Bunions Specialist

Best Foot Forward -  - Podiatrist

Best Foot Forward

Podiatrists located in Festus, MO & St. Louis, MO

If you’ve noticed changes in the shape of your foot or increasing discomfort when wearing some shoes, you might have a bunion. Franklin Harry, DPM, ABMSP, and Tim Davydov, DPM, ABPM, at Best Foot Forward can assess your feet and determine if a bunion has developed. If a bunion is found, they’ll explain all available treatments. That process begins with a phone call to the office nearest you in Festus and St. Louis, Missouri. You can also visit the online booking page, so don’t delay.

Bunions Q&A

What are bunions?

Bunions are joint deformities that happen when the bones in the front of your foot begin to shift out of position. They appear as bony bumps at the base of your big toe.

The joint where your big toe joins your foot allows your foot to flex and bend as you walk and run. When the bones in this area of your foot move out of position, it pulls your big toe inward toward your other toes. This forces the joint to push outward. That’s what causes the distinctive bulge on the inner side of your foot behind the big toe.

Researchers believe genetics play a part in the formation of bunions. People who have foot deformities when they’re born also have an increased risk of developing a bunion. Many professionals believe that wearing high-heeled shoes or shoes that are overly tight at the toes or both can cause bunions.

How do I know if I have a bunion?

The primary symptom of a bunion is a distinct bump or bulge on the inside of your foot at the base of your big toe. Other symptoms include:

  • Swelling
  • Tenderness when touched
  • Redness
  • Inability to move your big toe normally
  • Corns or calluses

You might also feel pain during or after walking or running. The pain can range from mild to severe and can be steady or can come and go.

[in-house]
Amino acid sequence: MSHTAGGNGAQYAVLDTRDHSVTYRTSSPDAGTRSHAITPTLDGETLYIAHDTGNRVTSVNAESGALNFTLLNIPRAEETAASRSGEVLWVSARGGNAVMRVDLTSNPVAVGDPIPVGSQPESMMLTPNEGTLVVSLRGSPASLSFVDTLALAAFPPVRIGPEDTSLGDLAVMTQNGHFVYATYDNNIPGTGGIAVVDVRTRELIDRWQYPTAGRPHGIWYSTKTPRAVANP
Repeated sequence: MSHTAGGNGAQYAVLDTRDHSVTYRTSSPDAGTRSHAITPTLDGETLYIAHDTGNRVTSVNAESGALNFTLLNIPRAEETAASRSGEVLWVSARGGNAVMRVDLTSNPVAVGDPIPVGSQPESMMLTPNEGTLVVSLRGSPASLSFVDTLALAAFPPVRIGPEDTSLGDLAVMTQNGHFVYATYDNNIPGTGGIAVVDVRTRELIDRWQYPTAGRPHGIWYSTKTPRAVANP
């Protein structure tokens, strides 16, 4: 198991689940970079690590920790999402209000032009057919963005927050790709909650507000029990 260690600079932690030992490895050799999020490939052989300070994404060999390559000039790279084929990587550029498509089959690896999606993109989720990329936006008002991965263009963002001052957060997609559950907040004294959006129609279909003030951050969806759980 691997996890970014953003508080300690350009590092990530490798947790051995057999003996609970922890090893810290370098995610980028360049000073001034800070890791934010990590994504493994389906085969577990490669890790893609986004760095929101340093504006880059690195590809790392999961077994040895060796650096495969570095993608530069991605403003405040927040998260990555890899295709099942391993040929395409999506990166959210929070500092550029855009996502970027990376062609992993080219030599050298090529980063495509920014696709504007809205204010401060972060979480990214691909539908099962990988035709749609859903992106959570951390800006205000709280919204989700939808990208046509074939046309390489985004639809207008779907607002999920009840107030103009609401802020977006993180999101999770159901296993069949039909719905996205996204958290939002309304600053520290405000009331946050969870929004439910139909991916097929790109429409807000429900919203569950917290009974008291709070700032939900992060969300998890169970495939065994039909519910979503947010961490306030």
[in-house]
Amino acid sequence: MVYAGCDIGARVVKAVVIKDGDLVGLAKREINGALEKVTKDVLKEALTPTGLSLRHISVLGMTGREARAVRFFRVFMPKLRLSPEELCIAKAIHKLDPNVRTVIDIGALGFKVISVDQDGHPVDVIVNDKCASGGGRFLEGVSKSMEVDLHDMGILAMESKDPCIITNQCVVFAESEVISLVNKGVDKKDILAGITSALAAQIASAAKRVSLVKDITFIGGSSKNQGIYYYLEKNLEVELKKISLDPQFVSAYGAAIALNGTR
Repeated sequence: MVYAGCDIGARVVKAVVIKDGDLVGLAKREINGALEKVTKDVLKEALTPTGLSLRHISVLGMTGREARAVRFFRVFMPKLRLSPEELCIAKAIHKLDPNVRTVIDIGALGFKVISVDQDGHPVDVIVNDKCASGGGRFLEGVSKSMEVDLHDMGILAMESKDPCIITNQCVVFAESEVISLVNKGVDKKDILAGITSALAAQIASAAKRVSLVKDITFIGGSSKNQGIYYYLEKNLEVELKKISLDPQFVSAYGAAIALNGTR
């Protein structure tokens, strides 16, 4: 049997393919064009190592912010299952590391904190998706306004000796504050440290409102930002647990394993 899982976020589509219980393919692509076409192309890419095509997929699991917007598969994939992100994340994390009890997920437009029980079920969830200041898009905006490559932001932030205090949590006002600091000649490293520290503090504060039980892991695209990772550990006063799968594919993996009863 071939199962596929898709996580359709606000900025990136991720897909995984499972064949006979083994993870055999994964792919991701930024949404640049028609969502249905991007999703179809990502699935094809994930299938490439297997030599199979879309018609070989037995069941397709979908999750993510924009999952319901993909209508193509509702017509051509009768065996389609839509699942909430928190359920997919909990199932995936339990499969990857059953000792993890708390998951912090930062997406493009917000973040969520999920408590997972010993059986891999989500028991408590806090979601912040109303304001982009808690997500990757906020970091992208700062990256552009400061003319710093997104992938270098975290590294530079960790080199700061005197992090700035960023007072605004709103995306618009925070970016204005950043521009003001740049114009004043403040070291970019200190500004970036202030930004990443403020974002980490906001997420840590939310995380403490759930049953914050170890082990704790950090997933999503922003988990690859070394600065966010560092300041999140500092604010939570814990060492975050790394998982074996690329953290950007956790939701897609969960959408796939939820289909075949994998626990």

Are there treatments that can help with bunions?

Over-the-counter pain medications can relieve discomfort and control swelling. You might also find relief from mild discomfort by using a heating pad or foot bath. Some people use ice packs to reduce swelling.

Mild bunions can sometimes get better by changing your footwear. Proper fitting shoes take the pressure off the affected joint. Orthotic shoes or inserts can help by changing the way your weight is distributed when you walk.

When caught in the early stages, these conservative treatments sometimes give your body a chance to realign the joint on its own. Advanced bunions that cause significant pain usually require surgery.

Surgery helps by removing swollen tissue from the area, removing bone tissue to realign the joint, or permanently fusing the bones in the damaged joint. It can take weeks, even months, to fully recover from bunion surgery. That is why more conservative treatments are usually attempted first.

To learn more about how to prevent and treat bunions, schedule a visit with Best Foot Forward today online or by phone.